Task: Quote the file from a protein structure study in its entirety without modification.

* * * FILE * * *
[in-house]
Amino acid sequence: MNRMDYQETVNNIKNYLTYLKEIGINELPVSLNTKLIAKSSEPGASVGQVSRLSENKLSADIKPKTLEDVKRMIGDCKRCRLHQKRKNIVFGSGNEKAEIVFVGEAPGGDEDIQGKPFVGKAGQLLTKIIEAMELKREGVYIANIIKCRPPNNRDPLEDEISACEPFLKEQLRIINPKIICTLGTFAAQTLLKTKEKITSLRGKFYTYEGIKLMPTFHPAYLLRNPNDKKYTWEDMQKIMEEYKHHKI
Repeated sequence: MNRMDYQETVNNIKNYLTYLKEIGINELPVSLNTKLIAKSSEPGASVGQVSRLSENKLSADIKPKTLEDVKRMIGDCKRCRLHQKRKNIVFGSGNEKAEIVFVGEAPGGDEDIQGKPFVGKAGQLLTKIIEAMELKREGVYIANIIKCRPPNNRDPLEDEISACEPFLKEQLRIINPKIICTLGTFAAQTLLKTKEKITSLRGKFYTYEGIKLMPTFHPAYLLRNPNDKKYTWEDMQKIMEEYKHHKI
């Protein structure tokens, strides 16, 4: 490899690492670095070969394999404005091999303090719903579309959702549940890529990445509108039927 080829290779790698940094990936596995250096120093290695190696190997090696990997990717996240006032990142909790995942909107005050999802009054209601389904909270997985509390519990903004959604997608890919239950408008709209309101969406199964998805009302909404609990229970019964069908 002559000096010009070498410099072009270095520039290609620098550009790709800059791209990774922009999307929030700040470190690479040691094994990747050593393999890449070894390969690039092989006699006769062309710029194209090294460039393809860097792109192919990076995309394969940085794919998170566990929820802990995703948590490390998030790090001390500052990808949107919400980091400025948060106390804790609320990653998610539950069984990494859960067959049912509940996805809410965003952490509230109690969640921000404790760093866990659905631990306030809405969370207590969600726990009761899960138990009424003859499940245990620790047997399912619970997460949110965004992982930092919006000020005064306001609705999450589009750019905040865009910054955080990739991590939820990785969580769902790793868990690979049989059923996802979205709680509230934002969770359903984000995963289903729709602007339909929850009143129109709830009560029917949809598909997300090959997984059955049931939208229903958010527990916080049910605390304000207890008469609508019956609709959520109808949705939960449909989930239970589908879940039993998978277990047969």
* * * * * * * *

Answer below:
[in-house]
Amino acid sequence: MNRMDYQETVNNIKNYLTYLKEIGINELPVSLNTKLIAKSSEPGASVGQVSRLSENKLSADIKPKTLEDVKRMIGDCKRCRLHQKRKNIVFGSGNEKAEIVFVGEAPGGDEDIQGKPFVGKAGQLLTKIIEAMELKREGVYIANIIKCRPPNNRDPLEDEISACEPFLKEQLRIINPKIICTLGTFAAQTLLKTKEKITSLRGKFYTYEGIKLMPTFHPAYLLRNPNDKKYTWEDMQKIMEEYKHHKI
Repeated sequence: MNRMDYQETVNNIKNYLTYLKEIGINELPVSLNTKLIAKSSEPGASVGQVSRLSENKLSADIKPKTLEDVKRMIGDCKRCRLHQKRKNIVFGSGNEKAEIVFVGEAPGGDEDIQGKPFVGKAGQLLTKIIEAMELKREGVYIANIIKCRPPNNRDPLEDEISACEPFLKEQLRIINPKIICTLGTFAAQTLLKTKEKITSLRGKFYTYEGIKLMPTFHPAYLLRNPNDKKYTWEDMQKIMEEYKHHKI
């Protein structure tokens, strides 16, 4: 490899690492670095070969394999404005091999303090719903579309959702549940890529990445509108039927 080829290779790698940094990936596995250096120093290695190696190997090696990997990717996240006032990142909790995942909107005050999802009054209601389904909270997985509390519990903004959604997608890919239950408008709209309101969406199964998805009302909404609990229970019964069908 002559000096010009070498410099072009270095520039290609620098550009790709800059791209990774922009999307929030700040470190690479040691094994990747050593393999890449070894390969690039092989006699006769062309710029194209090294460039393809860097792109192919990076995309394969940085794919998170566990929820802990995703948590490390998030790090001390500052990808949107919400980091400025948060106390804790609320990653998610539950069984990494859960067959049912509940996805809410965003952490509230109690969640921000404790760093866990659905631990306030809405969370207590969600726990009761899960138990009424003859499940245990620790047997399912619970997460949110965004992982930092919006000020005064306001609705999450589009750019905040865009910054955080990739991590939820990785969580769902790793868990690979049989059923996802979205709680509230934002969770359903984000995963289903729709602007339909929850009143129109709830009560029917949809598909997300090959997984059955049931939208229903958010527990916080049910605390304000207890008469609508019956609709959520109808949705939960449909989930239970589908879940039993998978277990047969």